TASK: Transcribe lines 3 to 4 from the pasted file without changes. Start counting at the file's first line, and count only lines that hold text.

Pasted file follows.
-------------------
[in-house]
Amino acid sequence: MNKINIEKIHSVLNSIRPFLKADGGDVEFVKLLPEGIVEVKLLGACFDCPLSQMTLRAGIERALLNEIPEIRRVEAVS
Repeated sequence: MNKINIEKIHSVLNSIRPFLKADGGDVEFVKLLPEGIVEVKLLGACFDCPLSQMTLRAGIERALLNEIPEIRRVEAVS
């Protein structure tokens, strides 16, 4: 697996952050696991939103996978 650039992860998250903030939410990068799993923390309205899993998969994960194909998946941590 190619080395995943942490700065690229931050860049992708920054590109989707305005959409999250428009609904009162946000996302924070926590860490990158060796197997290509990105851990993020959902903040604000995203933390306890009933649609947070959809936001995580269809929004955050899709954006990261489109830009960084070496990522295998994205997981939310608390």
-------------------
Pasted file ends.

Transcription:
Repeated sequence: MNKINIEKIHSVLNSIRPFLKADGGDVEFVKLLPEGIVEVKLLGACFDCPLSQMTLRAGIERALLNEIPEIRRVEAVS
């Protein structure tokens, strides 16, 4: 697996952050696991939103996978 650039992860998250903030939410990068799993923390309205899993998969994960194909998946941590 190619080395995943942490700065690229931050860049992708920054590109989707305005959409999250428009609904009162946000996302924070926590860490990158060796197997290509990105851990993020959902903040604000995203933390306890009933649609947070959809936001995580269809929004955050899709954006990261489109830009960084070496990522295998994205997981939310608390």